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From ‘Lady Woodcarvers’ to Professionals: The Remarkable Pinwill Sisters

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£5 – £11.03

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Learn all about the remarkable Pinwill sisters who worked as professional woodcarvers in Victorian Ermington and then Plymouth.

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The success of the Pinwill sisters, Mary, Ethel and Violet, in learning their craft and defying convention to become professional ecclesiastical woodcarvers in 1890, was shaped by several factors. Their family background was of prime importance in not only providing support and encouragement, but also in affording a heritage of working with wood. The architect Edmund H. Sedding played a critical role in his patronage of the fledgling woodcarving business, delivering high quality and innovative designs for their early work, establishing the company’s reputation, and attracting the attention of other architects.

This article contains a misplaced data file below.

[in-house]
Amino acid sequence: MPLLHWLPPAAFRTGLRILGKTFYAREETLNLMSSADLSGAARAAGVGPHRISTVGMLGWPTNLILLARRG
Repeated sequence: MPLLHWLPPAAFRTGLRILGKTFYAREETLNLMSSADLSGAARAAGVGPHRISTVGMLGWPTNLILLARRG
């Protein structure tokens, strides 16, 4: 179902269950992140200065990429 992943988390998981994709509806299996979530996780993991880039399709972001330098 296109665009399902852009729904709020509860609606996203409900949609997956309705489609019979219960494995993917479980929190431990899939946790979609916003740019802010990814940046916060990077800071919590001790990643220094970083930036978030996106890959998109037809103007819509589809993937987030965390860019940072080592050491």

When Violet Pinwill became sole proprietor in the 1910s, she went on to establish one of the most prominent wood and stone carving businesses in the Westcountry. During her working life, Violet saw the demise of Gothic Revival, the flowering of Arts & Crafts, and the ascendance of the modern. After the death of Edmund H. Sedding in 1921, she demonstrated her ability to adapt to these changes, often with inspired designs of her own. During the later phases, Violet produced some of her best pieces, and was to be found at her bench two days before she died in 1957. The legacy of the Pinwill sisters is not only in the 650+ pieces of carving in nearly 200 churches across the Westcountry and further afield, but also as a source of inspiration to the increasing number of people who are becoming aware their remarkable achievements.

After a career in academia, Dr Helen Wilson developed an interest in local history, and particularly in the ancient churches of Devon and Cornwall. In 2009, while visiting Morwenstow church, Cornwall, she ‘discovered’ the Pinwill sisters, sparking a decade-long research project. Further research into the life of Edmund H. Sedding and the wider context of the work of the Pinwills, has enabled the production of the first full study of these important Westcountry craftswomen. Helen also sits on the Executive Committee of the Devonshire Association and acts as Chair of their Buildings Section.

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